NiklasSvedberg

B’s prospect Svedberg wins AHL goalie of the year

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The future of Boston’s goaltending is very bright.

On Thursday, 23-year-old Providence goalie Niklas Svedberg captured the Baz Bastien Trophy as the AHL’s best netminder.

Svedberg — who the Bruins signed as a undrafted free agent last year — went an impressive 36-8-2 this year with a 2.15 GAA and .925 save percentage.

His 36 wins rank second in the league this season, and are the second-most by a rookie in the 77-year history of the AHL.

Svedberg spent last season with Brynas of the Swedish Elite League before jumping to North America. In his first American League campaign, he was named to the All-Rookie and First All-Star teams and became the first rookie to win the top goalie trophy since Jim Carey did it in 1994-95.

As mentioned above, Svedberg is just one of the talented young netminders within the Boston organization.

Tuukka Rask, 26, is thriving in his first year sans Tim Thomas, posting a 17-8-4 record with a .929 save percentage and 1.99 GAA. He’s in the mix for the Vezina Trophy.

Backup Anton Khudobin, also 26, is having a fine year too. He’s appeared in a career-high 13 games, posting an 8-3-1 record with a .925 save percentage and 2.20 GAA.

Oh, don’t forget about Malcolm Subban, 19, the Bruins’ first-round selection (24th overall) at the 2012 NHL Entry Draft. He was the second goalie off the board, represented Team Canada at the World Juniors and recently captured OHL Playoff Player of the Week.

All of this begs the question — what will the Bruins do with these guys?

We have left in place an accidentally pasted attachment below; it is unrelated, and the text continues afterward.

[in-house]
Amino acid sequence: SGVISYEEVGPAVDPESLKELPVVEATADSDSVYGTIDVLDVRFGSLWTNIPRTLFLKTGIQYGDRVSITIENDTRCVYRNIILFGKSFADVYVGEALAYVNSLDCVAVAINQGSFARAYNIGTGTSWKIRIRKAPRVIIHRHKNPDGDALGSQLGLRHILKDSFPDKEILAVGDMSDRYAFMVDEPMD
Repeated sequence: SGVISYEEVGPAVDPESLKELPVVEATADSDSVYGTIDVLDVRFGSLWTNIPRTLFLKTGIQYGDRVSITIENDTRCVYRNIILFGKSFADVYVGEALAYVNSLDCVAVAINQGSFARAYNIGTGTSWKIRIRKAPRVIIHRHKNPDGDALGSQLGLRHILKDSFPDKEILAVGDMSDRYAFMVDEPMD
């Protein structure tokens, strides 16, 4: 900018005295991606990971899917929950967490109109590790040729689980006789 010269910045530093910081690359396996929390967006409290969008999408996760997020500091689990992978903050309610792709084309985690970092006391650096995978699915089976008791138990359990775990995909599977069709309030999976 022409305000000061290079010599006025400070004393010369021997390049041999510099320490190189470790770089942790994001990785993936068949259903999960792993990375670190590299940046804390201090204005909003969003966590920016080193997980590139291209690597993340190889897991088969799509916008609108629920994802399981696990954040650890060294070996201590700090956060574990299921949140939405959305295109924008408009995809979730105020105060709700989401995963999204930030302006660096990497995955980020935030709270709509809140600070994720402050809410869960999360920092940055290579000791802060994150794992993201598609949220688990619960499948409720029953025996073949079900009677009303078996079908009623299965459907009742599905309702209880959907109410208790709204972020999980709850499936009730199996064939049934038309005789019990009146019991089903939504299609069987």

Rask is a RFA after this year, Khudobin a UFA. Svedberg is on the books until 2014 (at $1 million per season) and Subban’s inked a three-year entry level deal (also, GM Peter Chiarelli’s already said he’s not going to trade Subban.)

It’ll be interesting to see how Boston plays it this summer.

One thing’s for certain — it’s a good problem to have.

Fights, hits and a blown kiss: Stars and Blues get nasty

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Things were getting out of hand between the Dallas Stars and St. Louis Blues on the scoreboard in an eventual 6-1 Blues win.

They were also getting a little raucous on the ice when it was clear that the Stars weren’t going to stage a comeback.

Jamie Benn was whistled for cross-checking Alex Pietrangelo, but it was Stephen Johns‘ hit from behind on Pietrangelo really revved up the violence.

Watch that hit and then the scrum that ensued in the video above, which included a scary display of an angry Ryan Reaves … who got creative at the end.

You may also want the kiss alone, so here it is:

Memo: rough stuff might not work so well against the Blues.

Read about that blowout here.

Blues bombard Stars, go up 2-1 in series

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Sometimes a final score is misleading. In the case of the St. Louis Blues’ 6-1 thrashing of the Dallas Stars, it might just be the start of the story.

Honestly, the most positive thing the Stars can say is “Well, at least it was just one game.”

It was one ugly game, however, and now the Blues hold a 2-1 series lead with a chance to really take control if they can win Game 4 at home.